December 8, 2020 - The FDA has granted a breakthrough therapy designation to sotorasib for use as a potential treatment in patients with KRAS G12C–mutated locally advanced or metastatic non–small cell lung cancer.
The FDA has granted a breakthrough therapy designation to sotorasib (formerly AMG 510) for use as a potential treatment in patients with KRAS G12C–mutated locally advanced or metastatic non–small cell lung cancer (NSCLC), as determined via an FDA-approved test, after at least 1 previous systemic therapy.1
The agent was also accepted into the regulatory agency’s Real-Time Oncology Review (RTOR) Pilot Program, the goal of which is to explore a more effective review process dedicated to making safe and effective therapies available to patients as early as possible.
The designation and RTOR are supported by data from the phase 2 CodeBreak 100 trial (NCT03600883), which showed that sotorasib elicited durable responses in patients with KRAS G12C–mutated advanced NSCLC who had progressed on a median of 2 prior lines of treatment.2
The small molecule inhibitor demonstrated an overall response rate (ORR) that was consistent with previous data reported in an earlier phase 1 trial that had been done in patients with advanced disease who were given a daily 960-mg dose of the agent. More than 50% of patients who responded to sotorasib continued to respond and were still on treatment at data cutoff.
The agent also showcased comparable safety and tolerability to what was seen in the phase 1 trial.
Detailed data from the phase 2 trial is expected to be submitted for presentation at the IASCLC World Congress on Lung Cancer.
“For more than 40 years, scientists have been trying to target KRAS. Today’s news is a welcome update for the many [patients with] NSCLC with the KRAS G12C mutation, who currently have no targeted therapies,” Bonnie J. Addario, cofounder and board chair of the GO2 Foundation for Lung Cancer, stated in a press release. “We are pleased that the FDA and Amgen recognize the unmet need for these patients and are working to make new treatment options available as quickly as possible.”
Data from a subgroup of 59 heavily pretreated patients with KRAS G12C–mutated NSCLC who were included in the phase 1 trial showed that the small molecule inhibitor elicited a confirmed ORR of 32.2%, with a disease control rate (DCR) of 88.1%.3
The CodeBreaK 100 trial enrolled a total of 129 patients; of these patients, 59 had NSCLC, 42 had colorectal cancer, and 28 had any of 11 other solid tumor types. Within the NSCLC subgroup, 4 cohorts were administered a different dose of the agent daily: 180 mg (n = 3), 360 mg (n = 16), 720 mg (n = 6), and 960 mg (n = 34). Across all dose levels, a reduction in tumor size was reported. However, agents who received the agent at a dose of 960 mg appeared to experience the most efficacy with acceptable tolerability. As a result, the 960-mg dose of the small molecule inhibitor was evaluated in the expansion phase of the research.
The primary end point of the trial was safety, and secondary end points comprised ORR, DOR, DCR, and progression-free survival (PFS). At a median follow-up of 11.7 months, 14 patients were still receiving sotorasib. Most of the 45 participants who discontinued treatment did so because of disease progression.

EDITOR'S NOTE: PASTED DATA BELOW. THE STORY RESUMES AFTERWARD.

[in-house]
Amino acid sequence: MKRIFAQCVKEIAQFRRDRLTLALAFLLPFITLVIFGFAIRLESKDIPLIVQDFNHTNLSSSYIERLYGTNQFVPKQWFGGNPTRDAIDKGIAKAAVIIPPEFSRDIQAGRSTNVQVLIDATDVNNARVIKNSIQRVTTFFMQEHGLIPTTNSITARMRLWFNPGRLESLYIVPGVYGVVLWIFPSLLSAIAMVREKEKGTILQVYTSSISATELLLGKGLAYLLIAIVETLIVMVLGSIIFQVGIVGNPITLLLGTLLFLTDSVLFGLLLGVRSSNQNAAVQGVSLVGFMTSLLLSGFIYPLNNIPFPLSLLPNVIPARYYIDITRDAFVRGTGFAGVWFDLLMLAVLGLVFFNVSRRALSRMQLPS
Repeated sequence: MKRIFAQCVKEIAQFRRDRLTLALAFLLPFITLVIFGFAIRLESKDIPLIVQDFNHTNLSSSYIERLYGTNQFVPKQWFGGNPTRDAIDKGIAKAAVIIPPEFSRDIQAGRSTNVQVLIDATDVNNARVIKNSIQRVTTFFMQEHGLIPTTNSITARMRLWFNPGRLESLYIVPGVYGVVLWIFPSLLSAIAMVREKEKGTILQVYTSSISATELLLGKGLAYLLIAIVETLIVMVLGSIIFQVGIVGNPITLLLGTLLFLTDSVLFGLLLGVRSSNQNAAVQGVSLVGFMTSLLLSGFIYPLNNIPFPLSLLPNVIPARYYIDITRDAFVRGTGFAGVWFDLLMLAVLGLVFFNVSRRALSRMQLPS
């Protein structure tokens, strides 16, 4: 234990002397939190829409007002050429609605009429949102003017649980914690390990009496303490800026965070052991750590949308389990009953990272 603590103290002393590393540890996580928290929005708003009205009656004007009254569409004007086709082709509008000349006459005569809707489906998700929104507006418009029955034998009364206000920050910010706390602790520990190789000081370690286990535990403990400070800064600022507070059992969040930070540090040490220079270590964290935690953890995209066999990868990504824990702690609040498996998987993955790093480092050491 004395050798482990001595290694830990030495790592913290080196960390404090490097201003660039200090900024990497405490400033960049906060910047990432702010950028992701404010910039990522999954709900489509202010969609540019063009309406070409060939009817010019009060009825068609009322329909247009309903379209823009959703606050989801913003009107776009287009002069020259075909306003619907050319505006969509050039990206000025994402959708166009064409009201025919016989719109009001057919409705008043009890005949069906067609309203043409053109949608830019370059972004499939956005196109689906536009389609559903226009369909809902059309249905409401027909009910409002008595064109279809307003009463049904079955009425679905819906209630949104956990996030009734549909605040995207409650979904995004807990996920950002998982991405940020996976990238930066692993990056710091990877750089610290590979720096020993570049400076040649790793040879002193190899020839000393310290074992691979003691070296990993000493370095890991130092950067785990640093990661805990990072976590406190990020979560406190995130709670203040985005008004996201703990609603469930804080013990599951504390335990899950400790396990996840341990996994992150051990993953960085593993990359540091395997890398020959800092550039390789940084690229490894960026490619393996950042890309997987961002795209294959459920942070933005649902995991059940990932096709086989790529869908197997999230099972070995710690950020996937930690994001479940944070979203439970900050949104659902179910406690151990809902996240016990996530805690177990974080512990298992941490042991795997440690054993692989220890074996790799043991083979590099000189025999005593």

The median age of patients on the trial was 68 years and 59.8% were female. Almost 90% of patients were current or former smokers. All patients had received prior treatment with platinum-based chemotherapy, and most had received prior immunotherapy. All but 2 patients had ECOG performance scores of either 0 or 1. Patients with brain metastases were not permitted for inclusion, although 18 of patients went on to develop the condition; 1 such patient experienced a central nervous system (CNS) response with sotorasib.
At the time of the first series of scans, which were performed every 6 weeks, 71.2% of patients (n = 42) experienced tumor shrinkage of any magnitude. In patients who received the agent at 960 mg (n = 19), sotorasib elicited an ORR of 35.3% with a median duration of response was 10.9 months. At the data cutoff, which was June 1, 2020, 10 of 19 responders were still in response to treatment. Moreover, the DCR with the agent was 91.2%, with a 4.0-month median duration of stable disease.
No complete responses were reported with sotorasib. In both the 960-mg cohort and across the entire study population (n = 33), there was a 55.9% stable disease rate. Additionally, in the NSCLC subgroup, the median PFS with the small molecule inhibitor was 6.3 months.
No dose-limiting toxicities were reported with sotorasib and no deaths linked with treatment occurred. Treatment-related toxicities that were grade 3 or higher were reported in 18.6% of patients; however, only 1 grade 4 event of alanine transaminase (ALT) was experienced.
“Breakthrough therapy designation and RTOR bring Amgen closer to potentially providing a targeted therapy to patients with a KRAS G12C mutation and establishing sotorasib as the foundational therapy in KRAS G12C–driven cancers,” David M. Reese, MD, executive vice president of Research and Development at Amgen, added in the release. “We are pleased to receive these regulatory designations and plan to submit a new drug application by end of year as we rapidly work to get sotorasib to the patients who need it.”